I am advocating that we do something for the homeless in the city of Berkeley. This fall will be the 50th anniversary of the Free Speech Movement, a time when students refused to have their voices silenced, and were willing to go to jail for it. Now, we’re ignoring the voices of the people in our streets that need our help. At least 130 people die on the street in Berkeley every year from the cold; their voices haven’t just been silenced, they’ve been terminated because we failed to listen. Well, now I urge us not to just use our OWN voices, but to LISTEN to other people’s voices. To listen with an open ear and an open mind, expecting the unexpected, because that is what we will hear.

    If we want to make our city a safer place, then we need to start trying to get people’s basic needs met, such as food, water, and most of all security, which means a roof over their head. The number one cause of homelessness in this country is lack of affordable housing. This means that even if every single person in the country worked reallly hard, some of them would still be sleeping outside. The stigma surrounding homelessness as being lazy, violent, stupid, or incapable, needs to be eradicated. We need to act with compassion to assist any individual with mental, emotional, or health issues they may be experiencing. I use the word ‘experiencing’ here because every state we’re in is temporary. Moreover, even if I consider myself to have a problem, temporary or permanent, I wouldn’t want to be defined by it. If I’m homeless, or I’m bipolar, or I’m depressed, it may be something that I have to deal with, just like all of use MUST eat, poop, etc., but it doesn’t make me, ME. As humans, we are capable of transformation, and we are capable of assisting others in transforming themselves. Rather than defining people by the current state they’re in, we should identify them by their hopes, dreams, values, interests, or whatever THEY prefer.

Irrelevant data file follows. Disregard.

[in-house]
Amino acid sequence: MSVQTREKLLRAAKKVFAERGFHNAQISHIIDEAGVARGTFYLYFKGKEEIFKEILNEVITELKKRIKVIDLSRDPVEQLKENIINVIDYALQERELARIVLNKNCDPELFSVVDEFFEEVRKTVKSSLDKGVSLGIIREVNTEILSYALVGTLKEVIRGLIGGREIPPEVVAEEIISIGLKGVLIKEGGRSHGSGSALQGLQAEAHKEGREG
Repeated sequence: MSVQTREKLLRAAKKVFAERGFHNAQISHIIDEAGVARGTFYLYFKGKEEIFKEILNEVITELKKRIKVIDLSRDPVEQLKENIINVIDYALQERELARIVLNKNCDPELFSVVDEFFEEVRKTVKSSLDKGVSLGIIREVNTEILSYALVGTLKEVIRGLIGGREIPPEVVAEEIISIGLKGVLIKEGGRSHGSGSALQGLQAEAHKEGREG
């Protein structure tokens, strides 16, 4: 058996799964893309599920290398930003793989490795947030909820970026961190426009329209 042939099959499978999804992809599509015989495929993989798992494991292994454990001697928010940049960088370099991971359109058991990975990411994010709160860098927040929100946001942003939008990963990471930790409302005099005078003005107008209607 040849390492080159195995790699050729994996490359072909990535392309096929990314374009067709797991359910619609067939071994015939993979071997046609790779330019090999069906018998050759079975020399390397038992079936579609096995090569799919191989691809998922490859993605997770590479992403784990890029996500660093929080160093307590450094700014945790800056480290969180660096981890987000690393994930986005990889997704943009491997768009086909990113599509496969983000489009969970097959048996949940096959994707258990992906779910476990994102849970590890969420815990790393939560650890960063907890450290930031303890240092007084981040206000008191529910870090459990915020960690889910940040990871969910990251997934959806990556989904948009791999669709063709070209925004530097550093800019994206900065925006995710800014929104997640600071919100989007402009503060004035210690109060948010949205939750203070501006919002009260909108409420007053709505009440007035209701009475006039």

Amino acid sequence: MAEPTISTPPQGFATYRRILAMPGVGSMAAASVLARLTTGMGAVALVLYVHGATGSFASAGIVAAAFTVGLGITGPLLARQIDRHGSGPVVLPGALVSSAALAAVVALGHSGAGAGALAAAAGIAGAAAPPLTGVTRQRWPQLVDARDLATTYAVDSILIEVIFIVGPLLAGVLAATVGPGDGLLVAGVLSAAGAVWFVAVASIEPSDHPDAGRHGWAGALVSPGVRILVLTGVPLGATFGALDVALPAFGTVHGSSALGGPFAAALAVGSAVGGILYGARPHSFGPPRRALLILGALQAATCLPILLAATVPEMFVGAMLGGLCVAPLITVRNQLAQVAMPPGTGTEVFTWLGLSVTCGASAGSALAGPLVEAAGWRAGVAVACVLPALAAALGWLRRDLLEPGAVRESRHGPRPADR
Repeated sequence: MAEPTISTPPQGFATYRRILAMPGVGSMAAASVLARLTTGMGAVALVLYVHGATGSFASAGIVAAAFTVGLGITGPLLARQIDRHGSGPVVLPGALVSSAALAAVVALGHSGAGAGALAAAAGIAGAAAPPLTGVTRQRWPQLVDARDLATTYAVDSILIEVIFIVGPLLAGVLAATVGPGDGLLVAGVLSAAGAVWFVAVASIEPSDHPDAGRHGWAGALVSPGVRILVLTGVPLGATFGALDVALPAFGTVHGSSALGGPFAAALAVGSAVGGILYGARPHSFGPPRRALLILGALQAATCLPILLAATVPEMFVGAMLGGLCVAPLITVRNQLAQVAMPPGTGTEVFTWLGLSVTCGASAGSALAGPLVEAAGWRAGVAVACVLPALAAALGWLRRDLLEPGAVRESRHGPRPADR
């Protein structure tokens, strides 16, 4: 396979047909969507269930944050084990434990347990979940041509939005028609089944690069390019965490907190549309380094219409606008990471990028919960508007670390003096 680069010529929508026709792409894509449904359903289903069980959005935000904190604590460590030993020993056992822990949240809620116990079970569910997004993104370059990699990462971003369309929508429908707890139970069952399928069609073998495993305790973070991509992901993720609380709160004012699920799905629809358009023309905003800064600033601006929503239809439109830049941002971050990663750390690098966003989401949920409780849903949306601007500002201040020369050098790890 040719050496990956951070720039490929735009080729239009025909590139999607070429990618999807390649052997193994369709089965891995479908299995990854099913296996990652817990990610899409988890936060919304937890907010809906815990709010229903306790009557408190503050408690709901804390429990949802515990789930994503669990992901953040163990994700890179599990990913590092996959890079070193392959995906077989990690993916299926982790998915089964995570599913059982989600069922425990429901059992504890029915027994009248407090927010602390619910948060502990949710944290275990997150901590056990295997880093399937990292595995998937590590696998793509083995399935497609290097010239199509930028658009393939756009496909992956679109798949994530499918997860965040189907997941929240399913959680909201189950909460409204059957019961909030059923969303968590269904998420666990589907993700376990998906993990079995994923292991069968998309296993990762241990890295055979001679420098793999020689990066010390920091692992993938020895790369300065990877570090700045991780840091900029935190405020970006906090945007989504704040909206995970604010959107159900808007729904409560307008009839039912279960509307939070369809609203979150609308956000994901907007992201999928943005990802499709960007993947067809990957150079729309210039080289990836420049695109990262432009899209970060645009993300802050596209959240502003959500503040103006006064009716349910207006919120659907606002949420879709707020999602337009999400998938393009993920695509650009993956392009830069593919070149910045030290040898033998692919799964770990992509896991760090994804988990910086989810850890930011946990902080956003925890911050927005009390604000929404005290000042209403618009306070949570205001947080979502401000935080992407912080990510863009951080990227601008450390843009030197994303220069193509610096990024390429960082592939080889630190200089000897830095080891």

I’m not advocating that we should try and transform people into what WE think is right, but that we should work together to see how we can best fit together, while each maintaining our unique, individual identities. In advocating for a state of transformation in someone else, we also be must be open to transforming ourselves. As I stated two paragraphs above, we must be open to hearing and doing the unexpected. As we see others transform their lives, our relationships to them will also change, which for many of us at least, changes how we see ourselves. If everyone had a place to sleep inside, we shouldn’t feel less proud of ourselves for supposedly failing to be better than other people, but we should appreciate that everyone is receiving their basic human rights. We should be proud that everyone is only trying to beat themselves, to become a better person than they were. Self-worth and self-expression for every person, encouraged and promoted by the group, is something to appreciate and be proud of.